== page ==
4. Demographic fit. Demographic fit refers to the ability of plan communications and tools to meet the needs of your participants. The mix of printed material, call center access, websites, apps, chatbots, and in-person services should correspond to the types of employees you have. For example, your workforce may include older individuals, non-native English speakers, workers with disabilities, or other populations. If your recordkeeper only offers a desktop version of a website in English without accessibility features, you could end up discriminating against segments of your employee base.

These four factors of provider selection should be an essential part of how you short-list and ultimately choose providers to support your plan.

Don’t: Forget about cybersecurity.

Digital plan engagement requires employees to create online accounts and share sensitive personal data. Department of Labor guidelines call for paying close attention to providers’ cybersecurity approach.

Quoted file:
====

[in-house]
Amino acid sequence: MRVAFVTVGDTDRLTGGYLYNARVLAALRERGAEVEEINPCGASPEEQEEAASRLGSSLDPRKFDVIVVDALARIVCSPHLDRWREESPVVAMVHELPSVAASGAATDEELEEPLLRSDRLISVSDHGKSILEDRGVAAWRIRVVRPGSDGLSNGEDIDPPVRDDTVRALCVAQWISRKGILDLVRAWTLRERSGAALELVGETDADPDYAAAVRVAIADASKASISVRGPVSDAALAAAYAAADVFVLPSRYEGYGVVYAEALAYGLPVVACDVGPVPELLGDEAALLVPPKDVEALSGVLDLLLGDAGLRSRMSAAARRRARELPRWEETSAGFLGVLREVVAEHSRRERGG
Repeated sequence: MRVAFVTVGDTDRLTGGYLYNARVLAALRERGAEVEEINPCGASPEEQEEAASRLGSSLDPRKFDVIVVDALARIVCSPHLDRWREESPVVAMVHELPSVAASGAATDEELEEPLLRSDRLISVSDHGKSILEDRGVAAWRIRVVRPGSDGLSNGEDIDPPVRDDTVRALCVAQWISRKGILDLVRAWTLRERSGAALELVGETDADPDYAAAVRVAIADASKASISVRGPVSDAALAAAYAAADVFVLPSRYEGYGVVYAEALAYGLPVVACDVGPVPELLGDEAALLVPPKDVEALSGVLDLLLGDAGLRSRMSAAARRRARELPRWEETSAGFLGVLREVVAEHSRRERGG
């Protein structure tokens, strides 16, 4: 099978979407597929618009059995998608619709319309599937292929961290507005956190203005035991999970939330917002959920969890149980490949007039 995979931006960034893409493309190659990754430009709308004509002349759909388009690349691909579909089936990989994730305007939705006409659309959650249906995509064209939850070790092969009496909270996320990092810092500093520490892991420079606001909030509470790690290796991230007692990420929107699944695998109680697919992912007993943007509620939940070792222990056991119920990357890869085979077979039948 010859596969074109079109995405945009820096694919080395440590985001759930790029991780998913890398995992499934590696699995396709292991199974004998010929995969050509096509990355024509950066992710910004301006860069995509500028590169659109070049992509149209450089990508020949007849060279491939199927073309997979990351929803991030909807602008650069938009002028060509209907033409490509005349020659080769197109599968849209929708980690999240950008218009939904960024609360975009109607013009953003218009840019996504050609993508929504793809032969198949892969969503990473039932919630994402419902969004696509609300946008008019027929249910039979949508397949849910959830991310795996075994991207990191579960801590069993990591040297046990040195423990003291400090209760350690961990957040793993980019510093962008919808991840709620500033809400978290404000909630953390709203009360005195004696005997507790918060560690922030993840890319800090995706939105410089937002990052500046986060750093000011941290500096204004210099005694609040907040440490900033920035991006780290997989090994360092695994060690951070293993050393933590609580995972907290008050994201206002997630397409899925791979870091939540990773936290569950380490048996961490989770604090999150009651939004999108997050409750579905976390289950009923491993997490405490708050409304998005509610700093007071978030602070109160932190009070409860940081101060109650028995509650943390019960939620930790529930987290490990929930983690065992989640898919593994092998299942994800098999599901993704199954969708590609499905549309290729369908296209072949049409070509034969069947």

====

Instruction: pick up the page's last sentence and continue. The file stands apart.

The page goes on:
At a minimum, digital platforms should support best practices around user management, passwords and password expiration, suspicious activity, and similar protections to help minimize misuse or exploits. In addition, you should explore providers’ guarantees and compensation. For example, if a participant’s account is hacked and they lose funds, does the provider restore the stolen funds, and under what conditions? You should include these considerations in any provider evaluation.


Remember, as a plan sponsor, offering retirement plans is only part of your decision-making process. You must also consider effective communication, the right service providers, and how to measure plan success. Communication is powerful. It helps to ensure that employees are getting the most value and the best experience possible so they can focus on meeting their long-term financial goals.